Gradually but relentlessly, the minimum wage is going up in many parts of the country, including major cities and large states such as California and New York. A higher mandated minimum wage for the nation as a whole appears likely. On the Democratic side, the candidates are promising to boost it as high as $15 an hour, or more than double its current level.
Barack Obama, meanwhile, issued a directive requiring salaried workers earning less than $47,476 a year to be paid overtime when they put in more than 40 hours a week, on par with hourly employees. Whether they get overtime pay or raises to place them beyond the upper limit of the new rule, their incomes will rise — and so will the cost to their employers.
Predictably, economists have crossed swords over the economic impact of government-mandated wage increases. That there is no consensus among economists — and politicians who listen to them — should come as no surprise. Opinions tend to reflect ideological orientation much more than any “objective” economic analysis. Thus, conservative Republicans insist that such wage hikes distort the market, kill employment and spur illegal immigration. Democrats, on the contrary, believe that higher wages will lift all boats, boost GDP and, ultimately, create new jobs.
There is also the issue of fairness. The minimum wage has not kept up with inflation: when measured in current dollars, it peaked at over $10 sometime in the late 1960s and was higher than it is today into the 1970s.
However, neither economic efficiency nor equity is what makes raising wages such a burning political issue. Until this election cycle, Americans seemed generally content with the way things were in the economy. Protests have been limited to the Tea Party on the right and Occupy Wall Street on the left, neither of which has morphed into a major movement. There have been no major strikes, and private sector unions remain moribund.
Election 2016 has changed all that. It revealed the severe discontent and deep resentment lurking just below the surface of America’s social peace. Ordinary Americans are mad at the political establishment, the greedy elites, the finance sector and the corporate world. Having grown up in what they knew was the richest, most powerful nation in history, they don’t understand why they can no longer earn a living wage. Why instead of holding one secure, well-paid manufacturing job the way their fathers did, they are forced to work three demeaning part-time service jobs — and worry about losing them into the bargain. Why in the previous generation one worker supported the entire family while now mothers are working full-time and yet the family’s standard of living is much lower. Why so many people around the world are visibly wealthier than them and have better, richer, more rewarding lives.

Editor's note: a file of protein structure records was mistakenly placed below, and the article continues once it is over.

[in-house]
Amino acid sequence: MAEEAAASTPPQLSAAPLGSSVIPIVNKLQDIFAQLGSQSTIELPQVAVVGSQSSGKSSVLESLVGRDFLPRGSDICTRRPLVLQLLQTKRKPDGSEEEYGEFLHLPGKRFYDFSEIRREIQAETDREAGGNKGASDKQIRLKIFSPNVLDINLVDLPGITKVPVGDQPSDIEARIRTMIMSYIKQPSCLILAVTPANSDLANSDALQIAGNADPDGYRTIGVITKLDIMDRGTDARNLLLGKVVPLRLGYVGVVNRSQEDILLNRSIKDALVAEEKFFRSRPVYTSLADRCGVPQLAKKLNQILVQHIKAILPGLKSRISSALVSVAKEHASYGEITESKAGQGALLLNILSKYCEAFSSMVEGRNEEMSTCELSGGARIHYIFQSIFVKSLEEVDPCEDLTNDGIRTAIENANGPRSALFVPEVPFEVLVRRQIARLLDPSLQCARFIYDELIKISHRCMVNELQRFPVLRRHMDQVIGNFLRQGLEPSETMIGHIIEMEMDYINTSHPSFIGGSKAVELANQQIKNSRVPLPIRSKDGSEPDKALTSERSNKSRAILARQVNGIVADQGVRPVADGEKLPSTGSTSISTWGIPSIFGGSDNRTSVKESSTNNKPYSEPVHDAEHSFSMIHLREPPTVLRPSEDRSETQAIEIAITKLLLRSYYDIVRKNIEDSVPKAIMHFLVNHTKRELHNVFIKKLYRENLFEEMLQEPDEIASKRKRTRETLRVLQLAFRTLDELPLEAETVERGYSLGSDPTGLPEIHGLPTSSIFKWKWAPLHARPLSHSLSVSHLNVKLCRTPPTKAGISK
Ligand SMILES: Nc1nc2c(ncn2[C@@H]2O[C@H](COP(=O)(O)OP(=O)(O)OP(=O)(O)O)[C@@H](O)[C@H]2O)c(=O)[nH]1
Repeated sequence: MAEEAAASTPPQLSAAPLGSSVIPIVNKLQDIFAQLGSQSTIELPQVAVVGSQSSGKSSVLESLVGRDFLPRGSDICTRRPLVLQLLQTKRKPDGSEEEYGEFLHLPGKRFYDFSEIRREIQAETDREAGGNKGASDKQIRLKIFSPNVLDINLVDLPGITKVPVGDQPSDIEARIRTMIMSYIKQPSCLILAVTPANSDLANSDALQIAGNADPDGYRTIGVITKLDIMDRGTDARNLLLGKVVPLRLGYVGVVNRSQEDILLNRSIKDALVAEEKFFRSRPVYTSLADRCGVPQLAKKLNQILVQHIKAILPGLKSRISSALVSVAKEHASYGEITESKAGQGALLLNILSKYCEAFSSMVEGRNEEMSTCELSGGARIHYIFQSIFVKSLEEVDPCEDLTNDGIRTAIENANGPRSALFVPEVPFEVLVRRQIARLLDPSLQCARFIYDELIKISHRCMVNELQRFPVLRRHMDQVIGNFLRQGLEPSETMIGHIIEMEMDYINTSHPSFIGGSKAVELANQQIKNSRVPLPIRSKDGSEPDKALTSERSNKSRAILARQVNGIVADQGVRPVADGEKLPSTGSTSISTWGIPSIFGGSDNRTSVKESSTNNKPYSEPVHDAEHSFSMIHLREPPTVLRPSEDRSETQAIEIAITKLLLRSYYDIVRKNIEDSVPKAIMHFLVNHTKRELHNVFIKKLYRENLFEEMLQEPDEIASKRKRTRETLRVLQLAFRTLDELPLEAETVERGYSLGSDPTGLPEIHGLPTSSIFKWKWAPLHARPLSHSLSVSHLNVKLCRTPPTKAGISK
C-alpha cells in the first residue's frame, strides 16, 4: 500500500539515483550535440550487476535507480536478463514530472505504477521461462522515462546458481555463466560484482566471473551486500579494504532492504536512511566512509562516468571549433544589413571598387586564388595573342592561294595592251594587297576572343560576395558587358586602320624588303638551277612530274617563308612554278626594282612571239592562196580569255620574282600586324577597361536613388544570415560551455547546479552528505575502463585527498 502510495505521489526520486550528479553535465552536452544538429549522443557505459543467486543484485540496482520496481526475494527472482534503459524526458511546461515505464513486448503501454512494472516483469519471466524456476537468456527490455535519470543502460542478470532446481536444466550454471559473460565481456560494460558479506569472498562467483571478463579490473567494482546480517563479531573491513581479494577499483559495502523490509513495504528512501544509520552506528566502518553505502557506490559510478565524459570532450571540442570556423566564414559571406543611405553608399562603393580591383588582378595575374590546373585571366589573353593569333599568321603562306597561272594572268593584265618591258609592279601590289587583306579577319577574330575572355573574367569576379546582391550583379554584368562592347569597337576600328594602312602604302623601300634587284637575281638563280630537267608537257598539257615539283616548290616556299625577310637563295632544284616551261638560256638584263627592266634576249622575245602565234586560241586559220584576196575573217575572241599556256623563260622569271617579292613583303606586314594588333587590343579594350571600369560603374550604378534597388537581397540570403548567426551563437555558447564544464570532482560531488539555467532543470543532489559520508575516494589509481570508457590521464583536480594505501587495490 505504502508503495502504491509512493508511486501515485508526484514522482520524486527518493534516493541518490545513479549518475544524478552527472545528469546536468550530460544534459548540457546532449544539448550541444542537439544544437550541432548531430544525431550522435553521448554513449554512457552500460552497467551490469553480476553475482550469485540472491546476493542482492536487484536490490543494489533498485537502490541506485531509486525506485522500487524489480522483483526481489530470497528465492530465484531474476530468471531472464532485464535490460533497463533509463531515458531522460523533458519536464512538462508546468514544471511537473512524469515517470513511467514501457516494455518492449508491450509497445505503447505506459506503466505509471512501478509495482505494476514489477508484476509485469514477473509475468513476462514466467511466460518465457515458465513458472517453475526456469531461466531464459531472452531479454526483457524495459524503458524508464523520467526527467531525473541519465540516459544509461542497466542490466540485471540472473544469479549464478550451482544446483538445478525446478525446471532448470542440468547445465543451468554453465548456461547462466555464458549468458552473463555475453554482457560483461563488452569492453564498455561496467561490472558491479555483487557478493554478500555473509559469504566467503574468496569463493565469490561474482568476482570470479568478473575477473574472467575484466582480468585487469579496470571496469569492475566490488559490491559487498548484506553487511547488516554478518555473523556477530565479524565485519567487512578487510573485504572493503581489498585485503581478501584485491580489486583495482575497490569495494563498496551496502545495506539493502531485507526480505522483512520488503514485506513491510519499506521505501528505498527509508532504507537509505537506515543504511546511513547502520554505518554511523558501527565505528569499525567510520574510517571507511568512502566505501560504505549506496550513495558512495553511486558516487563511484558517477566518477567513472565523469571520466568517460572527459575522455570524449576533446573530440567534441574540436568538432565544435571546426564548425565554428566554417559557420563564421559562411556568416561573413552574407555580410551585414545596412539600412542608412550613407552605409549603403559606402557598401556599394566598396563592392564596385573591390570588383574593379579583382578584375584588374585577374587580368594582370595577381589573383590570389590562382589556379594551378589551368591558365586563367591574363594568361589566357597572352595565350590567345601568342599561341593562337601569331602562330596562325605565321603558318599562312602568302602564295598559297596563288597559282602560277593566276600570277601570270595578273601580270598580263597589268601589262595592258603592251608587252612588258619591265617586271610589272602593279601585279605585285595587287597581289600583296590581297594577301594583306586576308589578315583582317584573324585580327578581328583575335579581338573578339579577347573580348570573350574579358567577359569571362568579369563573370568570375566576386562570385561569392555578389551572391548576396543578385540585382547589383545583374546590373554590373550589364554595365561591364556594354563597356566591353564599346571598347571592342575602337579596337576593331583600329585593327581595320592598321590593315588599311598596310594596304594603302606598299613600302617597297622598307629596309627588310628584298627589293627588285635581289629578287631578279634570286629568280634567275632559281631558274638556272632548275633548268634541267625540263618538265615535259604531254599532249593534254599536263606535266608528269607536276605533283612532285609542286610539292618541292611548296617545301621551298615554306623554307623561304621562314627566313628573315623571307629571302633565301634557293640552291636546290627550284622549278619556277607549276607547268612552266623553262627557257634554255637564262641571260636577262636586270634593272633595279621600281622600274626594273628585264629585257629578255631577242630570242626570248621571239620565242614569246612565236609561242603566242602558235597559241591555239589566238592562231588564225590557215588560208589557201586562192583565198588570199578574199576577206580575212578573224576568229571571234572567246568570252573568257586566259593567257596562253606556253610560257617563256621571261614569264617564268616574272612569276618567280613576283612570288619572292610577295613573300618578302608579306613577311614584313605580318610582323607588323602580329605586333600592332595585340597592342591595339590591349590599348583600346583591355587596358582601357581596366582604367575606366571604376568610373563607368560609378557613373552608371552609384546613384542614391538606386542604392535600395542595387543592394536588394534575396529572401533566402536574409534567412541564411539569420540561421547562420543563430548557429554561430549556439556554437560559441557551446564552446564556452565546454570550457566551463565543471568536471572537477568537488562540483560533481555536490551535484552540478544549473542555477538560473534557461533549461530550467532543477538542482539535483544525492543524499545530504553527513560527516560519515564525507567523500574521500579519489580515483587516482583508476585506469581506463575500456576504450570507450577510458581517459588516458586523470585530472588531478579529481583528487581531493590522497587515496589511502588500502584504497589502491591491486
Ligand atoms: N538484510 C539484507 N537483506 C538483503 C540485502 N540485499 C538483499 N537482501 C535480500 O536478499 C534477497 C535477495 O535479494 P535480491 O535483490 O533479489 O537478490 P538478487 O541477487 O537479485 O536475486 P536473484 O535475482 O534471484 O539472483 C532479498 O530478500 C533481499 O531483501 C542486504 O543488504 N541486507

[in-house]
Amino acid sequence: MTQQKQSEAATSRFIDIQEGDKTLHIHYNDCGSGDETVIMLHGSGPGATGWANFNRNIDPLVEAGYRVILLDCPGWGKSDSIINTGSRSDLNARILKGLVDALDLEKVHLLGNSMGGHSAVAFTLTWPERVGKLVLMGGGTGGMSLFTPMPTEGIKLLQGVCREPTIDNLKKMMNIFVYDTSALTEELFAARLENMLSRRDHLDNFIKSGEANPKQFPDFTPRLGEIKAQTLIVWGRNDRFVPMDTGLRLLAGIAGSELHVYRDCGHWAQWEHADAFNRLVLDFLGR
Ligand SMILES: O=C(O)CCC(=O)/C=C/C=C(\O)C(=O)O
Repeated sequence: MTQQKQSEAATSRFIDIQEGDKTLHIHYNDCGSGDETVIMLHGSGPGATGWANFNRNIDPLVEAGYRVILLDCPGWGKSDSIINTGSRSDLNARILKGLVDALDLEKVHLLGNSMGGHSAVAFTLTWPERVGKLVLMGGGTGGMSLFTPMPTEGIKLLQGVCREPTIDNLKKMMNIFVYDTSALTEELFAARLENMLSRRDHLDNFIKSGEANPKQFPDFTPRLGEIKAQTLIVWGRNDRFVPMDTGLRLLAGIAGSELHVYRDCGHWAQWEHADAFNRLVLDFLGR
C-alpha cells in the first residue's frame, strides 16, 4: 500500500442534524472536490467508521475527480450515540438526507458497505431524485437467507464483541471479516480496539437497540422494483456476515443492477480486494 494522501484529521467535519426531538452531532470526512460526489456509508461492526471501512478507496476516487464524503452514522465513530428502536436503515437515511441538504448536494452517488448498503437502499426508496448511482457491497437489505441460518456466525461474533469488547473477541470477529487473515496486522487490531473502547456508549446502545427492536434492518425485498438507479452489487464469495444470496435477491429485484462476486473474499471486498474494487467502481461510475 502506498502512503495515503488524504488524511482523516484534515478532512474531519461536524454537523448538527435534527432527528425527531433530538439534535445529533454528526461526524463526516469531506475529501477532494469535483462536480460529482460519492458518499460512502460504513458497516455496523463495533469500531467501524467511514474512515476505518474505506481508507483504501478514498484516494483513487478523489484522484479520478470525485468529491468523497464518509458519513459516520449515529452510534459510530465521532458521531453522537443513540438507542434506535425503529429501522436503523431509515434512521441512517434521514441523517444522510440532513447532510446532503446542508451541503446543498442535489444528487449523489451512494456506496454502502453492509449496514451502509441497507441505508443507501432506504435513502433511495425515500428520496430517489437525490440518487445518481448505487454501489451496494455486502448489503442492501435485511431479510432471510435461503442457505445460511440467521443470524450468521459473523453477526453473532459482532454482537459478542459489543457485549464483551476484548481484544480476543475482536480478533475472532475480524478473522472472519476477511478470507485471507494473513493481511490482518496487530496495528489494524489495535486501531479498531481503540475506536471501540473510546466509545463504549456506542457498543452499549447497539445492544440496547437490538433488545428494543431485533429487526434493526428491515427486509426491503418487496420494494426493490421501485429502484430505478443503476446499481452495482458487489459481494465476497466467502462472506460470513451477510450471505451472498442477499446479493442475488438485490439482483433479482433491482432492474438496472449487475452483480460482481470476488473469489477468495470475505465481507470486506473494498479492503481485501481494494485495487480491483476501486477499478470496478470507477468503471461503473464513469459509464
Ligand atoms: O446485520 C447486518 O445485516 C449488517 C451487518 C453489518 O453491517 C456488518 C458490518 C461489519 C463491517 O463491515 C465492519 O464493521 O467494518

These are valid questions. In a quiet way, the American electorate is in turmoil. All too many are showing themselves willing to overthrow the status quo and opt for radical solutions offered by unconventional candidates. In this year’s primaries, a majority of voters have cast their ballots against the existing economic and political system and for a revolution, either from the left or from the right. While financial markets are either oblivious to the mood of the electorate or are betting that the old order will somehow prevail, it is nevertheless true that in a democracy, a stable economy probably can’t coexist with so much popular discontent.
Obama’s directive on overtime pay will impact 4.2 million salaried employees. Another 3.3 million earn minimum wage or less. Together, this represents only 5% of employed Americans. However, if Hillary Clinton, the only remaining establishment candidate, wins in November, she has vowed to raise the minimum wage to $12 an hour and may even opt for a hike to $15. This will impact tens of millions of workers and most businesses, and alter in a major way the structure of the U.S. labor market.
The problem is that this move, however well-meaning, may prove counterproductive and give further impetus to the technological revolution already sweeping the labor market. The writing on the wall is clear: the labor market is increasingly controlled by technology, which automates a growing number of processes (not only menial but ones requiring considerable brainpower, too) and eliminates many current jobs, while creating very few in return. The choice is stark: wages will have to go progressively lower or jobs will be replaced by machines.